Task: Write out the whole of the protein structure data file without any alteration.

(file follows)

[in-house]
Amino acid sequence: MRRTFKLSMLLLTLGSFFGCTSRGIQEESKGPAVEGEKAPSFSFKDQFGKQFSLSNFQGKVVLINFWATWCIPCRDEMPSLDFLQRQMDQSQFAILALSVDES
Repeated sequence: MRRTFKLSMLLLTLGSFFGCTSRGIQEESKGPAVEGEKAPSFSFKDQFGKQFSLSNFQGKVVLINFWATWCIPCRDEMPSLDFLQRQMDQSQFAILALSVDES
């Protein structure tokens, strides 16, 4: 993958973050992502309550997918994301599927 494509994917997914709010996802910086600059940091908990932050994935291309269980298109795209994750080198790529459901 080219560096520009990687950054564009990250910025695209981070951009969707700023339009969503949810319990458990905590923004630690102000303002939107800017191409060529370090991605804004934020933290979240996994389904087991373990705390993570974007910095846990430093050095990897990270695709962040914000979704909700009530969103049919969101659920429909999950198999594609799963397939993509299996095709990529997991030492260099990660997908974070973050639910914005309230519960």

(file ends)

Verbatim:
[in-house]
Amino acid sequence: MRRTFKLSMLLLTLGSFFGCTSRGIQEESKGPAVEGEKAPSFSFKDQFGKQFSLSNFQGKVVLINFWATWCIPCRDEMPSLDFLQRQMDQSQFAILALSVDES
Repeated sequence: MRRTFKLSMLLLTLGSFFGCTSRGIQEESKGPAVEGEKAPSFSFKDQFGKQFSLSNFQGKVVLINFWATWCIPCRDEMPSLDFLQRQMDQSQFAILALSVDES
């Protein structure tokens, strides 16, 4: 993958973050992502309550997918994301599927 494509994917997914709010996802910086600059940091908990932050994935291309269980298109795209994750080198790529459901 080219560096520009990687950054564009990250910025695209981070951009969707700023339009969503949810319990458990905590923004630690102000303002939107800017191409060529370090991605804004934020933290979240996994389904087991373990705390993570974007910095846990430093050095990897990270695709962040914000979704909700009530969103049919969101659920429909999950198999594609799963397939993509299996095709990529997991030492260099990660997908974070973050639910914005309230519960």